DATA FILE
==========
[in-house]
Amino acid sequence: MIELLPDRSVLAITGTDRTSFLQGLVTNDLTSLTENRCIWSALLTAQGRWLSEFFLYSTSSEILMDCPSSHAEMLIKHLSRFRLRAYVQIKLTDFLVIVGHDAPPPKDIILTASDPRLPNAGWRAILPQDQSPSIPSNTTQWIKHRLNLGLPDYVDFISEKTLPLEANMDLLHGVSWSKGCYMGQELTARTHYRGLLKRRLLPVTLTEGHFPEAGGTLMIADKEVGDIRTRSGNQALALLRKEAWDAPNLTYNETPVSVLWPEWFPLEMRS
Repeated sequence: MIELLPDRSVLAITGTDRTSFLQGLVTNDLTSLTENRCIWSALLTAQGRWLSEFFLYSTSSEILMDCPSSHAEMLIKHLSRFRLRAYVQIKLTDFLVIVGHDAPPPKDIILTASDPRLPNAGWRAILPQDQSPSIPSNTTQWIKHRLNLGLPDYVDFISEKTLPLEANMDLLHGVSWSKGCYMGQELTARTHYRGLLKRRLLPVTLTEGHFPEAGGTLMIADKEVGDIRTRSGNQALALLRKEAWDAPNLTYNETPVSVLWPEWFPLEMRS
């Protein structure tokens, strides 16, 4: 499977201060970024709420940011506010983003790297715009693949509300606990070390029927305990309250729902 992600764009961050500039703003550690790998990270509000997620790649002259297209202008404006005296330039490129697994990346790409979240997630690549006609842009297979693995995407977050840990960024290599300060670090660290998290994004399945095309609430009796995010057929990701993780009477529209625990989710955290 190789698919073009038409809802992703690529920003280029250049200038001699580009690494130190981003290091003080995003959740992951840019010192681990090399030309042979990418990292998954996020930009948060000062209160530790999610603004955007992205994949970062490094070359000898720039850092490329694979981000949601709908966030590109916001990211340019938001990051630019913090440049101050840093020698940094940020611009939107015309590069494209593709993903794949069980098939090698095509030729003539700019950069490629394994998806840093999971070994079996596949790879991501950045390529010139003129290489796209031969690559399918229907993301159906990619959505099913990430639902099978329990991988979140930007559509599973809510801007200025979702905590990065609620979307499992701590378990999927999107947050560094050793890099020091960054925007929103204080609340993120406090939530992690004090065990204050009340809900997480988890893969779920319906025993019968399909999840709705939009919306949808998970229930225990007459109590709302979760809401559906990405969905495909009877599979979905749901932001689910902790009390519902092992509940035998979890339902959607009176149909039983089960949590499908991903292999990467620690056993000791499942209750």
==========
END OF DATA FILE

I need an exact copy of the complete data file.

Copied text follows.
[in-house]
Amino acid sequence: MIELLPDRSVLAITGTDRTSFLQGLVTNDLTSLTENRCIWSALLTAQGRWLSEFFLYSTSSEILMDCPSSHAEMLIKHLSRFRLRAYVQIKLTDFLVIVGHDAPPPKDIILTASDPRLPNAGWRAILPQDQSPSIPSNTTQWIKHRLNLGLPDYVDFISEKTLPLEANMDLLHGVSWSKGCYMGQELTARTHYRGLLKRRLLPVTLTEGHFPEAGGTLMIADKEVGDIRTRSGNQALALLRKEAWDAPNLTYNETPVSVLWPEWFPLEMRS
Repeated sequence: MIELLPDRSVLAITGTDRTSFLQGLVTNDLTSLTENRCIWSALLTAQGRWLSEFFLYSTSSEILMDCPSSHAEMLIKHLSRFRLRAYVQIKLTDFLVIVGHDAPPPKDIILTASDPRLPNAGWRAILPQDQSPSIPSNTTQWIKHRLNLGLPDYVDFISEKTLPLEANMDLLHGVSWSKGCYMGQELTARTHYRGLLKRRLLPVTLTEGHFPEAGGTLMIADKEVGDIRTRSGNQALALLRKEAWDAPNLTYNETPVSVLWPEWFPLEMRS
């Protein structure tokens, strides 16, 4: 499977201060970024709420940011506010983003790297715009693949509300606990070390029927305990309250729902 992600764009961050500039703003550690790998990270509000997620790649002259297209202008404006005296330039490129697994990346790409979240997630690549006609842009297979693995995407977050840990960024290599300060670090660290998290994004399945095309609430009796995010057929990701993780009477529209625990989710955290 190789698919073009038409809802992703690529920003280029250049200038001699580009690494130190981003290091003080995003959740992951840019010192681990090399030309042979990418990292998954996020930009948060000062209160530790999610603004955007992205994949970062490094070359000898720039850092490329694979981000949601709908966030590109916001990211340019938001990051630019913090440049101050840093020698940094940020611009939107015309590069494209593709993903794949069980098939090698095509030729003539700019950069490629394994998806840093999971070994079996596949790879991501950045390529010139003129290489796209031969690559399918229907993301159906990619959505099913990430639902099978329990991988979140930007559509599973809510801007200025979702905590990065609620979307499992701590378990999927999107947050560094050793890099020091960054925007929103204080609340993120406090939530992690004090065990204050009340809900997480988890893969779920319906025993019968399909999840709705939009919306949808998970229930225990007459109590709302979760809401559906990405969905495909009877599979979905749901932001689910902790009390519902092992509940035998979890339902959607009176149909039983089960949590499908991903292999990467620690056993000791499942209750």